Friday, April 20, 2018

Ruminating on the Book Primal Loss by Leila Miller



Recently, I had some coffee talk with a more liberal Catholic friend who wondered why I am aghast at the sleight of hand in Pope Francis’ Apostolic Exhortation Amoris Laetitia (2016) concerning communion for Catholics in irregular marriages.  My interlocutor argued that I should not care as this change neither effects me nor rocks my faith and it is meant to reach out to an increasingly secularized culture that needs healing. 

The impetus of Amoris Laetitia's pastoral provision can be characterized as offering band aids to the wounded in the field hospital of faith. However, by  circumventing the annulment process with a suggestion of pastoral counseling, it seems intended to attract more wayward Catholics who have “moved on” from a bad marriage  back to the faith with the incentive of receiving the Eucharist.  Such a procedure moots the Magisterium and risks cheapening the faith and endangers souls.


This theological conversation took place as I was reading Primal Loss: The Now-Adult Children of Divorce Speak (2017) edited by Leila Miller. The author graduated summa cum laude from Boston College, is a reverted Catholic mother of eight who became known for her blog “Little Catholic Bubble”.  Leila Miller has now turned to writing apologetics on thorny moral issues.  Primal Loss which aggregates the oral histories of 70 adult children of divorce in reaction to six simple but revealing questions:


1) What effect has your parents’ divorce had on you?
2) What is the difference between how you felt about the divorce as a child and how you feel as an adult?
3) Has your parents’ divorce affected your own marriage or view on marriage?
4) Asking for reactions to the bromides “Children are resilient”, “You’ll be just fine and live a successful life after your parents’ divorce.
5) Asking what would you say to your parents about their divorce and if their reactions are just unconscious revenge.
6) What should society know about how divorce affects children.

Sociologists might dismiss Primal Loss as anecdotal evidence from a self selected contributors which did not stem from a controlled study.  The author’s objective was to given unvarnished opinions from those directly impacted by a divorce and to educate people on the ignored pitfalls of the Divorce Ideology which is championed in current culture and is one of the linchpins of the Sexual Revolution.

Indubitably, divorce is more prevalent today than it was a half century ago before the widespread. implementation of No-Fault Divorce.  But those bent on accommodating the new reality of divorce culture cite the statistic that 50% of marriages in America end in divorce.  But the index of Miller’s interviewees (whom she scrupulously protected their anonymities) belie that false fact.  So many of the contributors to Primal Loss have parents who were married several times after their initial divorce.  This certainly inflates the marriage rate.  Michael Medved points to studies which show that two thirds of marriages last until one person dies.  But the bogus 50% divorce rate statistic is part of the mythology that people in troubled marriages use to justify their self-centered action of divorce.

It was remarkable to read in Primal Loss the unvarnished opinions and reflective reactions that the now adult children of divorce had to their parents breaking up their family.  Several of them chronicled abusive parents or adults mired in addiction (sometimes both parents), where it was understandable that separation was necessary for safety. Many times adultery (or the desire for a newer or more compatible mate) was the driving force for the divorce.    But more often than not, these grown children of divorce recognized that parental selfishness was at play.  Divorcing parents also broke up their families for seemingly trivial reasons under the generous guise of No Fault Divorce without weighing the devastating consequences on their children.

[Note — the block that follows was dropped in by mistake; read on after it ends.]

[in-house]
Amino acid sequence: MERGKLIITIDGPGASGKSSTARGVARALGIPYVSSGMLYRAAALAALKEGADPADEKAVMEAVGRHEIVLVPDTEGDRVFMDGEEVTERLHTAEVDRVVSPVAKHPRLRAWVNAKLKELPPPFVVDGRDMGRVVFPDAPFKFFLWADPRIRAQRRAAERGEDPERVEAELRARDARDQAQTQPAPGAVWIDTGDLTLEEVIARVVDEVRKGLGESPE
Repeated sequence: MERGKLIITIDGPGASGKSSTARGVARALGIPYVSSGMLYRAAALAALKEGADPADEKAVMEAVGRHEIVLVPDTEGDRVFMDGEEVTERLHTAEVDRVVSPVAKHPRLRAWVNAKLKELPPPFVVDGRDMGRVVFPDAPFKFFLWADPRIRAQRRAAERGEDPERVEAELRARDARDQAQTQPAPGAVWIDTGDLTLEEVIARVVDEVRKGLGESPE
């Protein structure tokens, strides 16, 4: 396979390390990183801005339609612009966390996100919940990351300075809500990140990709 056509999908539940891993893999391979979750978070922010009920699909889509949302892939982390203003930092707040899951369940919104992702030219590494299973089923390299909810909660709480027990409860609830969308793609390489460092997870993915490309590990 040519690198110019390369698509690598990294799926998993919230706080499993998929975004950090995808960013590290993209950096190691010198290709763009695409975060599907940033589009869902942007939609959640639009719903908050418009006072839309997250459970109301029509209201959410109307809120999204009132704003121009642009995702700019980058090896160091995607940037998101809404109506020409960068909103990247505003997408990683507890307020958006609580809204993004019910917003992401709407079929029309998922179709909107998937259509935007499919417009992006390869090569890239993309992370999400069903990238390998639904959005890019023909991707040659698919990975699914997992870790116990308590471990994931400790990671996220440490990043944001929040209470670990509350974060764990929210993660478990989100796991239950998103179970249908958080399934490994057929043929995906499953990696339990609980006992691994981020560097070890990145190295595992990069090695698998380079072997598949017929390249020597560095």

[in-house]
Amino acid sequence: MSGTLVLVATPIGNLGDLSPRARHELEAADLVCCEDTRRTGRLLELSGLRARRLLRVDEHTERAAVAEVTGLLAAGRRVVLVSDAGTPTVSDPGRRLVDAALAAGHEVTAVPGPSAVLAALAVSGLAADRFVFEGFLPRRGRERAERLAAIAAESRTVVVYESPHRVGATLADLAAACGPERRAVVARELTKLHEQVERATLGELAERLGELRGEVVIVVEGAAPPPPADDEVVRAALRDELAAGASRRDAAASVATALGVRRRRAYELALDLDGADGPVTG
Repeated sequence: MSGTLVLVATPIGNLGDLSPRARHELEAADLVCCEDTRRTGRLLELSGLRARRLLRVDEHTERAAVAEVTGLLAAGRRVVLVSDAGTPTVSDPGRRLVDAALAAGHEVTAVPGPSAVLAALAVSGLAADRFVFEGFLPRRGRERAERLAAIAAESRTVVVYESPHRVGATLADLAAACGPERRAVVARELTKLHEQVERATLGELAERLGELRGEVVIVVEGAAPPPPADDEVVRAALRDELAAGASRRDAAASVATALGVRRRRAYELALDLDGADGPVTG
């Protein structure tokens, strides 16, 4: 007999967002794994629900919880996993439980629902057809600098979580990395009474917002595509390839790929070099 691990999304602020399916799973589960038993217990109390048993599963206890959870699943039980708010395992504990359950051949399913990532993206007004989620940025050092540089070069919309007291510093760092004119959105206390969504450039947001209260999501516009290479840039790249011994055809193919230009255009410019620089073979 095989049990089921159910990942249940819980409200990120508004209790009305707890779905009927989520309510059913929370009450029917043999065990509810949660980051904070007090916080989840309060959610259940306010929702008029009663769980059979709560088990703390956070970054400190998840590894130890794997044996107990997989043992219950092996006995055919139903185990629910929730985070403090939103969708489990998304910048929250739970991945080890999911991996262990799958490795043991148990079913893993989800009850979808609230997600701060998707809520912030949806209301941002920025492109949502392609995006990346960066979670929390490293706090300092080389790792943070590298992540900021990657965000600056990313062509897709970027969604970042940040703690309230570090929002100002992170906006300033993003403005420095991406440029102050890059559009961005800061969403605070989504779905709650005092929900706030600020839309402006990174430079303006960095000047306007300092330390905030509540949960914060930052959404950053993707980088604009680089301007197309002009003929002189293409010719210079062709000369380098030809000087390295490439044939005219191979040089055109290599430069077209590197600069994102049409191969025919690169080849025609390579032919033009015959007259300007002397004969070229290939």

It was unsurprising that divorce pushes custodial parents into poverty and unsupervised parenting which makes kids prone to promiscuity, abortions and addiction to fill the void that they feel. These interviews also highlight how their parents example of divorce negatively impacts their faith.  To justify their life style choices which are contrary to traditional church teaching, previously faithful parents pull back on their religiosity and children follow suit.  The domestic church is decimated. 

There is also the uncomfortable dynamic that with joint custody, kids of divorce have to adapt to two different households and parental styles.  So during adolescence, when kids are struggling to discern their true identities, they must act to please the powers that be in their household du jour (which often may harbor bad feelings towards churchy purveyors of guilt).  Add on the feeling of betrayal and abandonment for an institution which seems to be made of straw caused a fair number of interviewees to abandon their faith, seek more conducive pastures or seek self destructive secular solutions.  As Primal Loss originated from Catholic social media connections, most of the contributors seemed to have reverted back to Catholicism.

A set of lies which the Divorce Ideology trumpets is the knee jerk reaction “Oh, kids are resilient, they’ll get over it.” and the self serving “Kids will be happy if I am in a happier relationship.”.  The tangled webs we weave when first we learn to deceive.  Children crave acceptance so they will fake it until they make it and to great extends mask their woundedness from their family identity being torn away from their through divorce.  Superficially, they’ll embrace the prospect of having two Christmases etc...  But that comes at a cost of not having a stable place of their own.  And the reality that they will have to grow up quickly, often becoming their custodian parent's sounding board about the failed marriage. 

Combine an emotionally fragile adolescent who has been wounded by their parents’ divorce and parents preoccupied with their own love life along with authority issues with step parents, these children of divorce often are laxly parented lest they scion leave (and give their divorced spouse a “victory”).  That interplay creates FINE kids, which one interviewee used as an acronym for “F-‘ed up Insecure Neurotic Emotional”.


Another reaction to their hemaneutic that divorce is OK because it allows the parent to seek a happy relationship was: